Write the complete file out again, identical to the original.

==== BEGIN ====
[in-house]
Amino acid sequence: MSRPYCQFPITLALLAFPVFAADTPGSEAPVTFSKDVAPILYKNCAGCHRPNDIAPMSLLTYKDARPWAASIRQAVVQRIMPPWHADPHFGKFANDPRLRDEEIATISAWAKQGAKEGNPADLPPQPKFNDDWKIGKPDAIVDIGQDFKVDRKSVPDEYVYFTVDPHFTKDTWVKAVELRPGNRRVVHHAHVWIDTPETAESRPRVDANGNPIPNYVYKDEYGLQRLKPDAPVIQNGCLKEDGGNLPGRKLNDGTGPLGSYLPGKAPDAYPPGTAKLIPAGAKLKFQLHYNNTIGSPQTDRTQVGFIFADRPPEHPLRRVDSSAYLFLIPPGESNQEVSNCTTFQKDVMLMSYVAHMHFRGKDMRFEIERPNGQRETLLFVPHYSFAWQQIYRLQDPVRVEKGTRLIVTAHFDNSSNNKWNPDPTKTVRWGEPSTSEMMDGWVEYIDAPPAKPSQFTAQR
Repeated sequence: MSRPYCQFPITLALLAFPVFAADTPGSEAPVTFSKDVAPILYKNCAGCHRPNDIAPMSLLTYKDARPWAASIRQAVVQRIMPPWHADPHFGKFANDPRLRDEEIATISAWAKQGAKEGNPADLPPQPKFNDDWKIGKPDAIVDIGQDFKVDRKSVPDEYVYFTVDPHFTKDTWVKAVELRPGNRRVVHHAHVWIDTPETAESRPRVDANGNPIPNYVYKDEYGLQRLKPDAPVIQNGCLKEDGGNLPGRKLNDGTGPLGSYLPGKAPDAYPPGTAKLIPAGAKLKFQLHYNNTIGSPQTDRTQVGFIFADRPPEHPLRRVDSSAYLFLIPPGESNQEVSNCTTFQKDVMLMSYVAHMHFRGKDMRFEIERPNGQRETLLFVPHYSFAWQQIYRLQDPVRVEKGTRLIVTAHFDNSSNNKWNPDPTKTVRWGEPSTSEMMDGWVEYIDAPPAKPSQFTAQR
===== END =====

[in-house]
Amino acid sequence: MSRPYCQFPITLALLAFPVFAADTPGSEAPVTFSKDVAPILYKNCAGCHRPNDIAPMSLLTYKDARPWAASIRQAVVQRIMPPWHADPHFGKFANDPRLRDEEIATISAWAKQGAKEGNPADLPPQPKFNDDWKIGKPDAIVDIGQDFKVDRKSVPDEYVYFTVDPHFTKDTWVKAVELRPGNRRVVHHAHVWIDTPETAESRPRVDANGNPIPNYVYKDEYGLQRLKPDAPVIQNGCLKEDGGNLPGRKLNDGTGPLGSYLPGKAPDAYPPGTAKLIPAGAKLKFQLHYNNTIGSPQTDRTQVGFIFADRPPEHPLRRVDSSAYLFLIPPGESNQEVSNCTTFQKDVMLMSYVAHMHFRGKDMRFEIERPNGQRETLLFVPHYSFAWQQIYRLQDPVRVEKGTRLIVTAHFDNSSNNKWNPDPTKTVRWGEPSTSEMMDGWVEYIDAPPAKPSQFTAQR
Repeated sequence: MSRPYCQFPITLALLAFPVFAADTPGSEAPVTFSKDVAPILYKNCAGCHRPNDIAPMSLLTYKDARPWAASIRQAVVQRIMPPWHADPHFGKFANDPRLRDEEIATISAWAKQGAKEGNPADLPPQPKFNDDWKIGKPDAIVDIGQDFKVDRKSVPDEYVYFTVDPHFTKDTWVKAVELRPGNRRVVHHAHVWIDTPETAESRPRVDANGNPIPNYVYKDEYGLQRLKPDAPVIQNGCLKEDGGNLPGRKLNDGTGPLGSYLPGKAPDAYPPGTAKLIPAGAKLKFQLHYNNTIGSPQTDRTQVGFIFADRPPEHPLRRVDSSAYLFLIPPGESNQEVSNCTTFQKDVMLMSYVAHMHFRGKDMRFEIERPNGQRETLLFVPHYSFAWQQIYRLQDPVRVEKGTRLIVTAHFDNSSNNKWNPDPTKTVRWGEPSTSEMMDGWVEYIDAPPAKPSQFTAQR